New findings concerning grief following death in the family
The widely accepted construct of grief progression, called the stage-theory of grief, describes the phases of mourning death. The popular theory, which has been taught in medical schools nation wide, states that disbelief is the initial indicator of grief while depression is the long-term marker. However, a group of researches at Yale University have debunked that theory with the publication of a resent study.
The study, published in the February 21 issue of the Journal of the American Medical Association, found that acceptance is actually the dominate initial grief factor and “yearning for the deceased” is the long-term indicator. Additionally, the study found that the negative emotions associated with grief most often dissipate after six months. According to Paul K. Maciejewski, PhD at Yale and one the authors of the study, grief following death that exceeds six months “suggests the need for further evaluation of the bereaved survivor and potential referral for treatment.”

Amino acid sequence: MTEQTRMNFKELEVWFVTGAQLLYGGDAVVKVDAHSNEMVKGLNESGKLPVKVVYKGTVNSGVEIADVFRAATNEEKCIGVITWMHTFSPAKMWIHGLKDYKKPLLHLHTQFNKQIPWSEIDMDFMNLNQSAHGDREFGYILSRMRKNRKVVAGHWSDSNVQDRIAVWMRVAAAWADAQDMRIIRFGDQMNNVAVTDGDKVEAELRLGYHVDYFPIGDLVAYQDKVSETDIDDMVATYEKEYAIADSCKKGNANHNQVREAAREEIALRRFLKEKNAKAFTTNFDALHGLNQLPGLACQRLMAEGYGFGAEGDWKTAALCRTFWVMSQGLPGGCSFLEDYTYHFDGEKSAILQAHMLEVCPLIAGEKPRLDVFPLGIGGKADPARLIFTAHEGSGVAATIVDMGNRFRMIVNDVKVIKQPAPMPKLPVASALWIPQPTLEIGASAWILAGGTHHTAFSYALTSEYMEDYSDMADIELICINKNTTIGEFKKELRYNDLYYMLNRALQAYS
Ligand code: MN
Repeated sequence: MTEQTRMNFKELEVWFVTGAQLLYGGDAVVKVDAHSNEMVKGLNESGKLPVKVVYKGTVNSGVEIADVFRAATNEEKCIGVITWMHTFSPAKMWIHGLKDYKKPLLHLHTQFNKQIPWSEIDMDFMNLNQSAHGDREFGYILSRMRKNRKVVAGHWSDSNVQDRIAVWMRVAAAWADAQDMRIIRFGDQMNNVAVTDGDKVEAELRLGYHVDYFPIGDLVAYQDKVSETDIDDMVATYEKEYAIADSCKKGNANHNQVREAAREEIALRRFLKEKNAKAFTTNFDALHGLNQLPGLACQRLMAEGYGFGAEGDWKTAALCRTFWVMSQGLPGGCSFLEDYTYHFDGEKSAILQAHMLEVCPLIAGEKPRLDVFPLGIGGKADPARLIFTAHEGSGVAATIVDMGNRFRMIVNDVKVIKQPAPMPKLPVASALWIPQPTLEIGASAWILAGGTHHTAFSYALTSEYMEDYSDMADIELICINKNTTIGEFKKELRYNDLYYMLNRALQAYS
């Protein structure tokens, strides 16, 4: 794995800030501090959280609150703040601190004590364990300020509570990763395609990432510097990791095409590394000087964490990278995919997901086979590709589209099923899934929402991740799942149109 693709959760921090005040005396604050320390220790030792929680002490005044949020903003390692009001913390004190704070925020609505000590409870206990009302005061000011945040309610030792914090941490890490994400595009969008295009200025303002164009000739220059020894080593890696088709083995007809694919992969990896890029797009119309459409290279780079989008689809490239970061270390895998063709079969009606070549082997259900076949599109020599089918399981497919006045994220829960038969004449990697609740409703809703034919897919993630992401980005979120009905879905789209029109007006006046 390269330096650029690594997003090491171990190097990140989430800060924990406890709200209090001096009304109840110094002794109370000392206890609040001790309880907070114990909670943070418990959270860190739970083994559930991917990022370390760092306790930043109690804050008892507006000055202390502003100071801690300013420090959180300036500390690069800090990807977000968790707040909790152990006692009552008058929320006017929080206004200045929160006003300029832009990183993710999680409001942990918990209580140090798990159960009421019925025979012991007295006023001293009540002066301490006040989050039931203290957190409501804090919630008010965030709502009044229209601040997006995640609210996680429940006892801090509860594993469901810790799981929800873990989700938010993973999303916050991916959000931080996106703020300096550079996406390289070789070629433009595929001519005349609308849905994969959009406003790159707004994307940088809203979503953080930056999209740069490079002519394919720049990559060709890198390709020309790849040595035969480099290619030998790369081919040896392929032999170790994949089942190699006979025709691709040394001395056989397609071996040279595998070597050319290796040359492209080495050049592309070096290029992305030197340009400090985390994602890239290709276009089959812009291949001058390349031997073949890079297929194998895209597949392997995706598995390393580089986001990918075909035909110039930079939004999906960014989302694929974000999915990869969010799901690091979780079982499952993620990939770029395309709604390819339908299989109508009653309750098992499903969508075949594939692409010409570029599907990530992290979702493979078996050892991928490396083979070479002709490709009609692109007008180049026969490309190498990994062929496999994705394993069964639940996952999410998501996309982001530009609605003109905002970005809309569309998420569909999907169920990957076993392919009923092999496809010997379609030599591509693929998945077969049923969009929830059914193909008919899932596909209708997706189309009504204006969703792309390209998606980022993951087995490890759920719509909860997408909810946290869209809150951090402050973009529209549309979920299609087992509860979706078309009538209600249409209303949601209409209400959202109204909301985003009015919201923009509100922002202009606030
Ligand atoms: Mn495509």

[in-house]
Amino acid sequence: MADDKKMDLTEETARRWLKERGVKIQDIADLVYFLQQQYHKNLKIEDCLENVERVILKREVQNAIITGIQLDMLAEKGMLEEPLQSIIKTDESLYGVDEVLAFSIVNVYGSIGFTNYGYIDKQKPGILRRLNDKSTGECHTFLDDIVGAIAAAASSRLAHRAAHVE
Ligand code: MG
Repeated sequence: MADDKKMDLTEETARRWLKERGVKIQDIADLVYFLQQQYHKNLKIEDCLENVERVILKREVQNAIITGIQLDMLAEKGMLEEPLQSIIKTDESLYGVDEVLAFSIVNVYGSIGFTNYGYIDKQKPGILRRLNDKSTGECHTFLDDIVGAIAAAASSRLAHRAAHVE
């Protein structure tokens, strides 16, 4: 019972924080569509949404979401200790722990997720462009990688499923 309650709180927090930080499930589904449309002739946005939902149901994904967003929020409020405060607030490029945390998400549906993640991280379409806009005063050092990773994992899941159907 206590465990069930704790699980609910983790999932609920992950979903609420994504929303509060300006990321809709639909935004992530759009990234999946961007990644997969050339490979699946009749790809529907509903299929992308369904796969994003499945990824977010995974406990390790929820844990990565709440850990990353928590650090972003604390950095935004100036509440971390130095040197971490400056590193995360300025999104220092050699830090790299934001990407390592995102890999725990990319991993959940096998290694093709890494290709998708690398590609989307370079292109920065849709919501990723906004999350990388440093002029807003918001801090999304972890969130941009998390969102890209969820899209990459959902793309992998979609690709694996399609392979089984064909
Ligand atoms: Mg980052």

The following is an excerpt of an article from Medpage Today that reviews the study:
These findings “offer a point of reference for distinguishing between normal and abnormal reactions to loss,” the authors wrote.
Since the negative motions peaked within six months, individuals “who experience any of the indicators beyond six months postloss would appear to deviate from the normal response to loss,” they said.
Grief beyond six months, the researchers said, can be considered a diagnostic criterion for prolonged grief disorder, which would indicate the need for evaluation for psychiatric complications of bereavement, such as major depressive disorder and post-traumatic stress disorder.
The authors noted that the study was limited by its design, which delayed assessing individuals until at least a month following the death of a family member and limited follow-up to three sessions. Monthly follow-up, they said, would have provided more data.